Spring planting tips for the coming weeks
Panhandle No-Till Educator
Spring is in the air and another farm season is off and running. Our peas were planted the last week of March and early April directly into our dryland corn stalks and are emerging. Our wheat is fertilized and looks to be in good shape after a long winter. It’s time to look at the planters and get them in good shape for the spring planting of corn and edible beans.
Paul Jasa, University of Nebraska Extension Engineer has a good article in last week’s UNL Cropwatch publication. The article is titled Planting Tips for Successful No-till. You can access this article by going to http://www.cropwatch.unl.edu. In the article Paul makes some recommendations and suggestions for improving the performance of your planter in no-till crop production.
Some of the ideas Paul suggests also apply to grain drills for successful no till. I know several producers around the Panhandle had trouble last year getting the wheat seed planted to the desired depth with the dry summer and fall we had last year. The soil was very dry and hard at wheat seeding and made penetration of the soil difficult.
Paul writes in his planter article about the need for heavy down pressure springs and additional weight on planters especially if the soil is hard and dry so you can get the seed placed at the proper depth.
We have added down pressure springs on our planters which give us about 400 lbs. of down pressure and 500 lbs. of down pressure springs on our grain drill. We have also added additional weight with water tanks mounted to the planters and drill which allow us to vary the additional weight as needed. If you have more weight and down pressure than you need to penetrate the soil you can cause sidewall compaction with your planter. Special attention must be given so you have the down pressure you need to cut the residue and penetrate the soil, but not have excessive weight which causes the sidewall compaction.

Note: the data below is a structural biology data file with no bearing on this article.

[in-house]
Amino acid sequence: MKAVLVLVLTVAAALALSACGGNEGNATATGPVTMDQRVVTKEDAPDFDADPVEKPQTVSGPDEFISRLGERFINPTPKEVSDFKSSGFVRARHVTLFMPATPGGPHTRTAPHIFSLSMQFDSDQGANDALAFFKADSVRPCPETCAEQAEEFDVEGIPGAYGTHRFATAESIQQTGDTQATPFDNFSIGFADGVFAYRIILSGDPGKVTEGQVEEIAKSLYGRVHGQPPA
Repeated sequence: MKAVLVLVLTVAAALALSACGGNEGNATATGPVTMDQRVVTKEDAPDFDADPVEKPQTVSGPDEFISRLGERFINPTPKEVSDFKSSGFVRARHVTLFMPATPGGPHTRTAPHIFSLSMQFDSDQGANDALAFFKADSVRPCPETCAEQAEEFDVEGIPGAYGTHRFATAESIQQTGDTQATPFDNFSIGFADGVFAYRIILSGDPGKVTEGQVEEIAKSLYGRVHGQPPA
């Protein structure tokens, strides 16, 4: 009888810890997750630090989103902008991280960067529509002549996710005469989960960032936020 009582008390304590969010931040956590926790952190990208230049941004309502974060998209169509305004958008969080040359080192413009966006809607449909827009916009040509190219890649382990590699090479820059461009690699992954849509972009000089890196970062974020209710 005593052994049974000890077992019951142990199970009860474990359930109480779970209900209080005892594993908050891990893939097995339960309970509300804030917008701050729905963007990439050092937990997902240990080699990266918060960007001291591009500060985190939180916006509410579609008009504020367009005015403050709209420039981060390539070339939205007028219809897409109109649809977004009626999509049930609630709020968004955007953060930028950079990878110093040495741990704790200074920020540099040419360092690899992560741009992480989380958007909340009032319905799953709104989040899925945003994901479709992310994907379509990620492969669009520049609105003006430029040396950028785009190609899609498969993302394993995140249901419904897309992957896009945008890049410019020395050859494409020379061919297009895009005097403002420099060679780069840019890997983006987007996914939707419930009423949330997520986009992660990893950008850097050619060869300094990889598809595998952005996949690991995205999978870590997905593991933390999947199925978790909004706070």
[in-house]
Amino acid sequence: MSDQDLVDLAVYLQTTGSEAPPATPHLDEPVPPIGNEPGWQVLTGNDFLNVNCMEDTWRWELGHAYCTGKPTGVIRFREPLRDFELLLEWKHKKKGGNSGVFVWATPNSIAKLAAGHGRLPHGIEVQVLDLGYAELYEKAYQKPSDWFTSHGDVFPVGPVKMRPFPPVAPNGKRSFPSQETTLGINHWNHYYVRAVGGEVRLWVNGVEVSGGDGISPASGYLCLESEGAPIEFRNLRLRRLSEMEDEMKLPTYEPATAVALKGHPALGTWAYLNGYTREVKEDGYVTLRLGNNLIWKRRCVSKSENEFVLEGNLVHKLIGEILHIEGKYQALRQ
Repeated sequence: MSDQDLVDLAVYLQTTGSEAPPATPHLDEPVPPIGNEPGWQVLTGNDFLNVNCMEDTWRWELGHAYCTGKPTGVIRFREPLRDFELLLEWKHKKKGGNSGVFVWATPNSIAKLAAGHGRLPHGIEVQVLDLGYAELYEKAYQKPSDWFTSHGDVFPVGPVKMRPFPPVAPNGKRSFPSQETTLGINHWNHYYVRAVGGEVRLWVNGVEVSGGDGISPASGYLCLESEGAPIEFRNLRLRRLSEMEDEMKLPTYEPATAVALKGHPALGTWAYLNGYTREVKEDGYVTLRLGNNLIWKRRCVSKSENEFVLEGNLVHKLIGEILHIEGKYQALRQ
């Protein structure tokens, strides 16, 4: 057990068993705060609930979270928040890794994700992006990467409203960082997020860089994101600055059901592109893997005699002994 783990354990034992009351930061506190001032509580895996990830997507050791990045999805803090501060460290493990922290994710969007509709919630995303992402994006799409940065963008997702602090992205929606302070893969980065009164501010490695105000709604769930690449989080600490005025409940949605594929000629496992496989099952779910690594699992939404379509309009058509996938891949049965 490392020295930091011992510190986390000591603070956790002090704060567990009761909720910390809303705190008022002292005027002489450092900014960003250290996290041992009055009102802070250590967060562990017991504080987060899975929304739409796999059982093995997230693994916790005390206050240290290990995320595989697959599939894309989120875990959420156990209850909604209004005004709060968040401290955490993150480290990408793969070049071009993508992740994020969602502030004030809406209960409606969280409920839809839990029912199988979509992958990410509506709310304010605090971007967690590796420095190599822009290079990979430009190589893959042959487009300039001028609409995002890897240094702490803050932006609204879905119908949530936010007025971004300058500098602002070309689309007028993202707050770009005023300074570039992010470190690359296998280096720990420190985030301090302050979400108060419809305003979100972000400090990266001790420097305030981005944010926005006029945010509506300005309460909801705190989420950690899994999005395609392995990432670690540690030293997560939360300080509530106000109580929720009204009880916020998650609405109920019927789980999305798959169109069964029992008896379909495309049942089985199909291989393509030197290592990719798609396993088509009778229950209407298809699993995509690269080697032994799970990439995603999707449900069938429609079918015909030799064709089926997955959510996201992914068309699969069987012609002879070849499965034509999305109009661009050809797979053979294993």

Paul also recommends that the double-disk openers are sharp and adjusted properly. Make sure the openers have approximately 2 inches of blade contact so they work together to cut the residue. Paul also recommends replacing the seed tube protectors when replacing the disks. The protectors work to hold the disks apart to reduce blade flexing and act as a scraper to keep the disks clean. If hairpinning is a problem increase the planting depth to improve the residue cutting angle of the disks. Planters are designed to plant at depths of 2-3 inches and perform best at this depth.
Another trick to improving planter performance is to plant 4-6 inches off to the side of the old row when planting into last year’s corn stalks. This will place the seed above the compacted middle of the old row where tire traffic from the previous year may have caused some compaction.
Paul also recommends keeping planter speed at no more than 5 miles per hour and I’ve always felt 4 to 4.5 is fast enough. Excessive speed may cause too much bounce in the planter units resulting in inconsistent stands.
Seed firmers or rebounders help to place the seed at a uniform depth. If you have heard Paul speak at no-till meetings he always stresses even depth of planting to help insure even emergence. Plants emerging sporadically lead to uneven competition among plants and reduces yields.
Uneven residue is often a problem if you had problems at harvest spreading the residue. Trash whippers or residue movers on the planter may be necessary if you don’t have an even distribution of residue. Uneven residue will lead to uneven emergence so use the trash whippers or residue movers as needed.
The last step in planting is to close the seed-vee. Pay close attention that your planter is closing the seed-vee consistently. In wet soils the use of a spiked closing wheel may do a better job of fracturing the sidewall and closing the seed-vee.
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